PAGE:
Consider this scenario:

You are a researcher investigating risk factors related to pancreatic cancer. In order to promote positive social change, it is important to collect a large enough sample size to justify making generalizations to their population out of people who have pancreatic cancer.

In this Discussion, reflect on the number of variables you plan to use and consider the impact that sample size has on generalizability.


Be sure to review the Learning Resources before completing this activity.
Click the weekly resources link to access the resources.


To prepare:

  • As you consider the scenario, be mindful of the number of variables you, as the researcher, intend to use and the type of research design/analysis to be conducted.
  • Also, consider the importance of sample size to generalizability.
  • Search the internet and/or the Walden Library for information related to the risk factors associated with pancreatic cancer to complete this Discussion
  • Review the Learning Resources, specifically the Power Table in the Johnson and Christensen course text.


Post your response based on the literature from your search: What should be the minimum sample size for this study related to pancreatic cancer in order to justify making generalizations from the sample to the population? What information would you need to know in order to use the Power Table to determine an appropriate sample size?

Further, explain the possible consequences of having too small of a sample size for this study.


  • Johnson, R. B., & Christensen, L. B. (2020). Educational research: Quantitative, qualitative, and mixed approaches (7th ed.). Thousand Oaks, CA: Sage.
    • Chapter 10, “Sampling in Quantitative, Qualitative, and Mixed Research” (pp. 239–266)
      • In particular review “Determining the Sample Size When Random Sampling Is Used” (pp. 255-257)

sample size for a study related to pancreatic cancer

To determine the minimum sample size for a study related to pancreatic cancer, several factors need consideration:

  1. Effect size: The magnitude of the relationship between the risk factors and pancreatic cancer.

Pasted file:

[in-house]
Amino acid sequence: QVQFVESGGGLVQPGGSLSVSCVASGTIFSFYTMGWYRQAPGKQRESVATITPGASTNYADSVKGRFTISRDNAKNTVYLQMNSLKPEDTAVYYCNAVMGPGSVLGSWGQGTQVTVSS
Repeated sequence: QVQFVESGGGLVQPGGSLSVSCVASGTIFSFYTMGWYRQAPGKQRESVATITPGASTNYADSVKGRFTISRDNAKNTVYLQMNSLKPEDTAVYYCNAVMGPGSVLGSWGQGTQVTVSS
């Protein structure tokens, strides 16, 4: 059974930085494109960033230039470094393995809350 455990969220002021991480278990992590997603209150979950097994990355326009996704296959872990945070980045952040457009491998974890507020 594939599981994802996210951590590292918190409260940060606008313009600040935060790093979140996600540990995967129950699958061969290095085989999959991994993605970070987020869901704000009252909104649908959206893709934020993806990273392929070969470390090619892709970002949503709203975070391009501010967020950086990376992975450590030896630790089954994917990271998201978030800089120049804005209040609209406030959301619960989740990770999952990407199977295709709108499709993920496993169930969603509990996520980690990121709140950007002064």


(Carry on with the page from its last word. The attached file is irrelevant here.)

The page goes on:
2. Desired level of statistical power: The probability of correctly rejecting the null hypothesis when it is false.
  3. Significance level: The probability of incorrectly rejecting the null hypothesis when it is true (usually set at 0.05).
  4. Type of statistical analysis: Different analyses may require different sample sizes to achieve sufficient power.

Given the severity and complexity of pancreatic cancer, it’s crucial to have a sizable sample to draw meaningful conclusions. Generally, for complex diseases like pancreatic cancer, a larger sample size is needed to ensure representativeness and reliability of findings.

The Power Table provided in Johnson and Christensen’s text can help in determining an appropriate sample size. It involves specifying the desired level of power, significance level, and expected effect size to calculate the necessary sample size for a particular statistical test.

In this case, since pancreatic cancer is a multifactorial disease, the number of variables to consider would likely be substantial. These variables could include genetic predisposition, lifestyle factors (such as diet and smoking), environmental exposures, medical history, etc. Each variable adds complexity to the analysis and may necessitate a larger sample size to ensure sufficient statistical power.

Consequences of having too small of a sample size for this study include:

  1. Reduced statistical power: With a small sample size, the study may not have enough power to detect true effects, increasing the likelihood of Type II errors (false negatives).
  2. Limited generalizability: Findings from a small sample may not accurately represent the broader population of individuals with pancreatic cancer, limiting the applicability of the results.
  3. Increased risk of bias: Small samples are more susceptible to sampling bias, where the characteristics of the sample differ systematically from those of the population, leading to biased estimates.
  4. Unreliable conclusions: Small samples increase the variability in the data, making it difficult to draw robust conclusions or establish causal relationships.
  5. Inability to conduct subgroup analyses: With a small sample, it may not be feasible to stratify the data by different risk factors or demographic characteristics, limiting the ability to explore potential interactions or subgroup effects.

Therefore, it is imperative to carefully consider the sample size requirements and ensure that it is sufficient to yield valid and generalizable results in studies related to pancreatic cancer.

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